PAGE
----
The use of high-fidelity simulation with fetal head force-monitoring on the improvement of clinical skills in shoulder dystocia management: The SAFE study
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Midwifery Department, School of Health Sciences, University of Western Macedonia, Ptolemaida, Greece
Publication date: 2023-10-24
Corresponding author
Dimitrios Papoutsis   

Midwifery Department, School of Health Sciences, University of Western Macedonia, Ptolemaida, Greece
Eur J Midwifery 2023;7(Supplement 1):A90
Shoulder dystocia is considered an obstetric emergency at childbirth that can lead to significant neonatal morbidity and mortality. The primary objective of the SAFE study is to explore and quantify how the knowledge and skills on shoulder dystocia management of Greek Midwives may improve following high-fidelity simulation with integrated force-monitoring systems.

Material and Methods:
A high-fidelity simulator that consisted of a pelvic model and a computerised neonatal mannequin with an embedded force-monitoring system was utilised for the purposes of shoulder dystocia management in a one-day workshop. Midwives were invited to participate in groups of five in a 90-min training session during the workshop. The training session consisted of a 30-minute initial evaluation, a 30-minute theoretical and hands-on training from the instructor, and a 30-minute final evaluation of participants. The outcomes measured involved the performance of maneuvers (scale:0-20), the force applied on the neonatal head, the level of communication skills (scale:0-5) and self-reported confidence (scale:0-10). These outcomes were recorded at the start and at the end of the training session. The pre- and after- training scores of all four outcomes were compared and statistical analysis was applied. The workshop was repeated at 6 and 12 months to determine the retention of skills over time.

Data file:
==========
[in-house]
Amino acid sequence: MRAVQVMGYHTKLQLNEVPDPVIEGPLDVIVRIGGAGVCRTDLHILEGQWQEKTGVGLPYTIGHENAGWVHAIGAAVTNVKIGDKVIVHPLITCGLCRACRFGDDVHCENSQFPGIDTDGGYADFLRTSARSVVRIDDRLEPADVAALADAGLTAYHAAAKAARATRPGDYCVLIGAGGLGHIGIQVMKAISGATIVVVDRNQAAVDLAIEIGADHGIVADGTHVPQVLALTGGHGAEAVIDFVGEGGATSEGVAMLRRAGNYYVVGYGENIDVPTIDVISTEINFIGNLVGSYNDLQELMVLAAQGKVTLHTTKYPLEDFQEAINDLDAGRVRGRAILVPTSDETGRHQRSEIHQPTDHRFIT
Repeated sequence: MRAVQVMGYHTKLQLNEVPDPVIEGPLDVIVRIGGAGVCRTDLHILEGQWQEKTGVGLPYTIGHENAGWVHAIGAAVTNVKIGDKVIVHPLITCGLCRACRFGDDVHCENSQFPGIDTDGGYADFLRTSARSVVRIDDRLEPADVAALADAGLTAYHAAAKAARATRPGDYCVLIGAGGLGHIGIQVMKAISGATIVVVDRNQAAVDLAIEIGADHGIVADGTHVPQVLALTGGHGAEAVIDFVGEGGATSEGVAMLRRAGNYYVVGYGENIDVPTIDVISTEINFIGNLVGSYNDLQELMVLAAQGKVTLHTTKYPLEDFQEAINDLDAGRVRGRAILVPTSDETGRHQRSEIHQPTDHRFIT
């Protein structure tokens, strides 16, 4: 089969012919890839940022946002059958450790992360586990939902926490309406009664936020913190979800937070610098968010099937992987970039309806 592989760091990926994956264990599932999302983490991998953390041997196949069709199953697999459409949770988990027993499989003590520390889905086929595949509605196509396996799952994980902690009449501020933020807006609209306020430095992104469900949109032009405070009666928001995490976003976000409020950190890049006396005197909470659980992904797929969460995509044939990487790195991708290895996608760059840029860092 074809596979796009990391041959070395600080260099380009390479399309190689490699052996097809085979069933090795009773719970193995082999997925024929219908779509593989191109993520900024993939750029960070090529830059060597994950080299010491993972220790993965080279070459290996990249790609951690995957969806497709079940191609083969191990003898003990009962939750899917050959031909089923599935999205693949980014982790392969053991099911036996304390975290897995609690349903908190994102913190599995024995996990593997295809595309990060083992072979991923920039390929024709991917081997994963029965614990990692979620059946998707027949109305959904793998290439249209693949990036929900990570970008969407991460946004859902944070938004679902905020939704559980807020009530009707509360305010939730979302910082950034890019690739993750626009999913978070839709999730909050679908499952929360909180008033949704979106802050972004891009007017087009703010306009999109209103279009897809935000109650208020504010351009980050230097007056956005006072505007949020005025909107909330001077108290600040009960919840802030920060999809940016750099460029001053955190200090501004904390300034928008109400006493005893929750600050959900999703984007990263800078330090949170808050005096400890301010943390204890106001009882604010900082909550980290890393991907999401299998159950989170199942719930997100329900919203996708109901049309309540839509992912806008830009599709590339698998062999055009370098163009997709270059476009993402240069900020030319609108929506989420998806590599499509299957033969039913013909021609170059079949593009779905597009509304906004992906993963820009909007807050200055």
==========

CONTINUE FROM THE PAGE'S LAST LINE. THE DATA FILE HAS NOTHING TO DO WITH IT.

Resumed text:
There were 102 midwives participating in total at the baseline workshop, with a median age of 26 years old, and with approximately 1 in 3 having labour ward experience. Prior to training, only 8,8% managed to successfully deliver the impacted shoulder (defined as successful delivery of the posterior arm), with this increasing to 89% after training. The mean force applied to the neonatal head was in excess of 100 Newtons and was similar pre- and after- training, with a convergence of the outliers to the mean value. Performance of maneuvers scores, the self-reported confidence of participants, and the communication skills of the participants improved significantly almost two-fold after-training. Those that benefited most were the participants with less clinical experience. High scores in clinical skills were retained even after 6 and 12 months.

High-fidelity simulation with use of force-monitoring systems on the management of shoulder dystocia at childbirth, can significantly improve the performance score of maneuvers, the levels of confidence and the communication skills of Midwives, with this effect being retained after 6 and 12 months from baseline training.

The SAFE study is a research project that was funded by the Hellenic Foundation for Research and Innovation (H.F.R.I.) under the “2nd Call for H.F.R.I. Research Projects to support Post-Doctoral Researchers” (Project Number: 153).
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